The English High Court ruled earlier this month that the virtual and self-proclaimed “interim president” (Washington’s puppet) Juan Guaido and not the Venezuelan state should administer the 31 tonnes of gold reserves stored in the UK (1). This debacle proves that national and international law are no longer worth a dime, and represents a contemporary act of stale piracy by ancient Albion (2). The trial in England for Venezuela's blocked assets began in London on June 22 and concerned US $1.3 billion of state property. For decades, successive governments, even before Chavez, used the country’s gold bars in the Bank of England's underground vaults in international financial transactions. Twenty percent of the world's gold is kept in these vaults, in what is a legacy to colonial-time dynamics.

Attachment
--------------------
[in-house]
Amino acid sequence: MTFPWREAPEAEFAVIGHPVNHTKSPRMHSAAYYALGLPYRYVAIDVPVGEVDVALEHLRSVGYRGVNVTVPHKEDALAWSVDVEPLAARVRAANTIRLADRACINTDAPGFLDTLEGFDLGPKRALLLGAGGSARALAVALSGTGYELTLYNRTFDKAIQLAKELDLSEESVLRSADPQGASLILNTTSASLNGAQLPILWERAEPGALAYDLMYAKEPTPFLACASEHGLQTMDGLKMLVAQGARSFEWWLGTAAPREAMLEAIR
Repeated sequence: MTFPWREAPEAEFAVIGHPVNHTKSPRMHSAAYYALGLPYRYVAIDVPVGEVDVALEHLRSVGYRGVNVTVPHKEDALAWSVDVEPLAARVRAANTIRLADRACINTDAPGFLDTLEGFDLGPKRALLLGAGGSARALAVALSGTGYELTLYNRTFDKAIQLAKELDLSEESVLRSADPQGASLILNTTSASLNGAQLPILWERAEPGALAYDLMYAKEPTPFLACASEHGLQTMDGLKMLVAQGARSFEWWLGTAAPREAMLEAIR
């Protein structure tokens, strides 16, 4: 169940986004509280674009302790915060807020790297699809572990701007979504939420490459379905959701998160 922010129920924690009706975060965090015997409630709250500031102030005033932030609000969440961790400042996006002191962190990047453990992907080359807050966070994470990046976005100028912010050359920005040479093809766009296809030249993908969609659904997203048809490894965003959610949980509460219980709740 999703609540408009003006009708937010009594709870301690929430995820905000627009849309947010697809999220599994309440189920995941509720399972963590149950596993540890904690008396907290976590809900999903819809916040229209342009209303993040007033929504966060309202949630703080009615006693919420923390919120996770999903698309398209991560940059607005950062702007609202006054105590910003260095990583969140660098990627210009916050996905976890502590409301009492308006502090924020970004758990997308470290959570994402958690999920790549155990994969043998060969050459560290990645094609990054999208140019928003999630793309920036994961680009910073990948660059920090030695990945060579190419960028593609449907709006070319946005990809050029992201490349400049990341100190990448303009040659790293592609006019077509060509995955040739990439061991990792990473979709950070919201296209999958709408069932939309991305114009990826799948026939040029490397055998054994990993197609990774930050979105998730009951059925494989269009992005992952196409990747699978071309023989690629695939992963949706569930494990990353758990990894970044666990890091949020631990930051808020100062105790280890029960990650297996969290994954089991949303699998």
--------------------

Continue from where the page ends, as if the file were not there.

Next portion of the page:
Banking and Finance
You’d struggle to find anyone who believes our current banking sector was the ideal one for producing and maintaining a strong and just economy. The 2008 crisis showed how unstable, and vital to the wider economy, the sector is. The fact is, credit is both necessary and central to the global economy. Economists like Lazzarato have come up with theories about how debt drives economic production and an ever-increasing economy and in an era where finance has come to dominate our economy, it is evident to everyone that banks are very powerful institutions and if they could be reformed could be the power behind substantial improvement in our economy. Democratisation of our banking sector, via co-operatives and credit unions, is something that merits serious thought.